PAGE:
TL/DR: Everything’s fine.
Of course, that doesn’t mean that all of these games that 5, 6, 10 games in shouldn’t continue to try and innovate and come up with more ideas to lure fans in to their ecosystems and keep them there for as long as possible.
In that vein, I am curious… If some gaming company were to make something that you’d consider the perfect fighting game to draw fans in and take the genre to a new level, how would you make it? What would you evolve? What should be there? What shouldn’t?
Is it possible to craft a video that dismisses everything that everyone knows or are you being hypercritical? You do not need to script it for me obviously as the video exists. You surely can script one you would like to see made and then make it if you would like. I can then enjoy the fruits of your labor and better understand what you would have liked to have seen instead. If you take this opportunity, do you have a timeframe as to when we can expect it? I will be happy to check it out.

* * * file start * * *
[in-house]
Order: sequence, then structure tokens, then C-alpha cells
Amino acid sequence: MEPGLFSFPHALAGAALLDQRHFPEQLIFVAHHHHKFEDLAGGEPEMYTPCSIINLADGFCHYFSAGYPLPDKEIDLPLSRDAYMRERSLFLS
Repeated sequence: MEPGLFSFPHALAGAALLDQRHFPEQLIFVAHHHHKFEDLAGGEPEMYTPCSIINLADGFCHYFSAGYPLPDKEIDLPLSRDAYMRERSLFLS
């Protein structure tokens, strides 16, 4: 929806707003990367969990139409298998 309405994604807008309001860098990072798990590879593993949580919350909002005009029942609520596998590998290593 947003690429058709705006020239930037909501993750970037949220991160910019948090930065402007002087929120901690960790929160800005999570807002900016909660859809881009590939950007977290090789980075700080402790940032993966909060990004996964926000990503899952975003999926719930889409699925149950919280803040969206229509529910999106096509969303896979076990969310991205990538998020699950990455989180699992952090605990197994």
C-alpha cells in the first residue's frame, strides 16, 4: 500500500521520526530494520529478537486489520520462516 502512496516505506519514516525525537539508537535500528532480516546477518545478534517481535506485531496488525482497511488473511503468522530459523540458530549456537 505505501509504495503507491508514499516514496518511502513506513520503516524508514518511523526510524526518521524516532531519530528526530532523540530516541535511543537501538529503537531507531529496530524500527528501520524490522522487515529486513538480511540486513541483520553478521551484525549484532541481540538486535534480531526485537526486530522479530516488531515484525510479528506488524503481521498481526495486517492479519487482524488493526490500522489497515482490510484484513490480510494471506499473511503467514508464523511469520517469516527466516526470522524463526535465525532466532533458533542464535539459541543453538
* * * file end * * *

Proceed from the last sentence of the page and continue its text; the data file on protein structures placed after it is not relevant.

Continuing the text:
In regards to your question ‘should developers do it differently’ is there even an option to answer that question with a ‘no?’ If not, why does the question exist?
If there are options and solutions, how much extra money would a development house need from a publisher to implement it? Are there any additional development tools needed and what would they cost? A person would need to validate the changes with the marketing and sales to see if in the end the extra effort would be worth it, which goes beyond pleasing the standard fighting game fan.
I’m sorry that you asked for feedback on your video and then didn’t like the feedback that you got. But I can’t bring myself to have much sympathy for you over it. If you are this touchy then probably life as a content creator is not something you are suited for. Edit: my bad. I read “hypercritical” as “hypocritical.” So I have edited accordingly. But just as a point of clarity I didn’t tell you to “dismiss” everything people already know. I just commented that the video doesn’t offer much of anything beyond a dry reading of the history. Theirs no analysis or thoughtful consideration of why things happened the way they did and whether it could be different.